A light field camera can be used to make shots which can be truly refocused after the shot, however if I understand the technology correctly it would be just as easy to process the "image data" in such a way that you can get a shot which is entirely in focus, which seems even more interesting than after the fact focusing. However, as far as I know with the current light-field camera(s) this is not possible, so is this technically impossible or is there another reason this has not yet been done? (Such as it being possible somehow with traditional cameras?)

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    \$\begingroup\$ Relevant - petapixel.com/2014/04/22/… - note that in the preview thing there, the perspective shift actually does just this. \$\endgroup\$
    – AJ Henderson
    Commented Apr 22, 2014 at 17:31
  • \$\begingroup\$ @AJHenderson: WOW! I had seen those previews before, but didn't notice the drag functionality until now. Got to say I also don't get why there is that 3d effect and I only noticed now that often the background layers (as the viewer at least I also noticed now works in layers) isn't in focus no matter what... oh well, looking forward to the results when it gets on the market. \$\endgroup\$ Commented Apr 22, 2014 at 18:04

2 Answers 2


No. They cannot be entirely in focus. That is why there is a focus control.

You see, the lightfield is captured by micro-lenses splitting light. This effectively creates a stack of images at different focus-distances. Software interpolates between these to generate an image which is in focus at any range from the nearest to the furthest focus-plane which is captured.

This lets you have a great depth-of-field but not an infinite one. If you want to cover a much wider range of focus, you will have to resort to manually focus-stacking because you can move and set the lens at a greater number of distances and with greater depth. The difference in focus between micro-lenses is just not that big.


It is certainly possible through a similar principal to focus stacking. If that feature actually isn't available, it's entirely opinion as to why it hasn't been added unless they have some disclosure of that, but the same focus stacking technique that works for traditional images would work for individual slices taken from a light-field shot.

As for why this is necessary with a light-field camera, think about determining what part of the image is in focus. The camera may capture the image at an infinite number of focal depths, but in order to piece together an image that is more in focus than the optical system would have produced for a given selection of focal plane, parts of the image have to be taken from different focal distances and this means that each pixel has to be selected for the most in focus distance and blend them with the sharpest parts from other parts. This is the same if your source is either a light-field camera or a still camera, the only difference is the simplicity in capturing the depth information.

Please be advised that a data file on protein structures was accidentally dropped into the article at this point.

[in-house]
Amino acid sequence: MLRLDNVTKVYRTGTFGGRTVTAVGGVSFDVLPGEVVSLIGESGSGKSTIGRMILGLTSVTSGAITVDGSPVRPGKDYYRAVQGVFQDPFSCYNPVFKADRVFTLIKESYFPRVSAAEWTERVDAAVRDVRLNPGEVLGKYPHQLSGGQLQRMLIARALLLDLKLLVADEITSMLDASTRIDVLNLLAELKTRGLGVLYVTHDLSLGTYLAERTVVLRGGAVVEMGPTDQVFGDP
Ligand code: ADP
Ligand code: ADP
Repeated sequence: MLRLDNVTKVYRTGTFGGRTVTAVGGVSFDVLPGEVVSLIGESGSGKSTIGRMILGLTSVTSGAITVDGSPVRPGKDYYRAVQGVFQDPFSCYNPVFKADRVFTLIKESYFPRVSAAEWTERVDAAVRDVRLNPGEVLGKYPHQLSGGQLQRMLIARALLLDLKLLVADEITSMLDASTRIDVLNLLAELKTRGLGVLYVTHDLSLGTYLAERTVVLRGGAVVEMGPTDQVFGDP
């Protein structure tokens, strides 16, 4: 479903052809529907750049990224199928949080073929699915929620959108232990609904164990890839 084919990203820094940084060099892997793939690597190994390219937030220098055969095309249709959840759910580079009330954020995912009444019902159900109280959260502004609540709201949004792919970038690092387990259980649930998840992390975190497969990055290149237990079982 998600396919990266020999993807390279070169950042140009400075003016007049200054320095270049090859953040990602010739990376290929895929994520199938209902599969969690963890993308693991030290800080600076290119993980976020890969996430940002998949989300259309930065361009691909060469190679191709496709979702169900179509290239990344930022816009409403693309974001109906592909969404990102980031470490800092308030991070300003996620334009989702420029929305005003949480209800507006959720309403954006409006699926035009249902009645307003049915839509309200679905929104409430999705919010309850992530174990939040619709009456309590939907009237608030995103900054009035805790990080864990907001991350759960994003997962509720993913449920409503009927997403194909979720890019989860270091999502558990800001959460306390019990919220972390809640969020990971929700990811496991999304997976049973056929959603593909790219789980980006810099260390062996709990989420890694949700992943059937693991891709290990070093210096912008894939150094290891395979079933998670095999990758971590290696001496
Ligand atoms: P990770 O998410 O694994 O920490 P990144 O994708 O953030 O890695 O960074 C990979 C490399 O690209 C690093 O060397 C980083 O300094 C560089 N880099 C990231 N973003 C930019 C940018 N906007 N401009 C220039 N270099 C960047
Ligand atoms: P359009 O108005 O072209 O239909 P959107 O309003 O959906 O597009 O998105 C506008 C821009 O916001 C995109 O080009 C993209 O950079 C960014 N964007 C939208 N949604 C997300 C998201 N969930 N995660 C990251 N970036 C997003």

If I had to guess, I'd say it is because the entire point of a light field camera is that it gives depth of field blur but still allows shifting. If someone want's an image entirely in focus, there's not much reason to use a light-field camera since you don't gain anything by its use, but you give up a whole lot of resolution.

That said, I can also see the argument that you might want to simultaneously have an image that could have different things in focus and a copy of the image with everything in focus, so I don't necessarily think that is good reasoning.

Update: It appears that the software is actually capable of doing this already. On this review of the new Lytro, if you do the perspective shift, everything comes in to focus.

  • \$\begingroup\$ Focus stacking is taking multiple images after eachother which is quite far from taking a 'single' 'shot' which would be entirely in focus which should in theory be possible with light field camera's if my understanding is correct. \$\endgroup\$ Commented Apr 22, 2014 at 13:31
  • \$\begingroup\$ @DavidMulder - but the technique is the same. My understanding of the lytro is basically that it captures information about various focus depths simultaneously. Focus stacking would still have to be used in order to piece together the overall image because you effectively have a bunch of different focal depths that need the sharpest parts chosen from each. This is the same process whether the source is one light field or multiple still images with different focal lengths. You still have to figure out the sharpest part of each layer. \$\endgroup\$
    – AJ Henderson
    Commented Apr 22, 2014 at 13:33
  • \$\begingroup\$ Just for the record, the downvote isn't mine, either way, if my understanding is correct you actually get post-processing a spatial space map including depth using light field shots. \$\endgroup\$ Commented Apr 22, 2014 at 13:57
  • \$\begingroup\$ @DavidMulder - it should certainly be possible to compute a depth map with a light-field shot, though you could do the same with a focus stack, though not at the same level of detail and only if you know where the focus plane was set. If they are computing one, it makes even less sense that they wouldn't offer this feature built in to the software as they have to find what parts of the image are in focus at each focal distance in order to generate the depth map. \$\endgroup\$
    – AJ Henderson
    Commented Apr 22, 2014 at 14:33
  • \$\begingroup\$ This is not how light fields work. This answer sounds plausible (hence the upvotes, I guess), but it's fundamentally not right at all. \$\endgroup\$
    – mattdm
    Commented Apr 22, 2014 at 17:51

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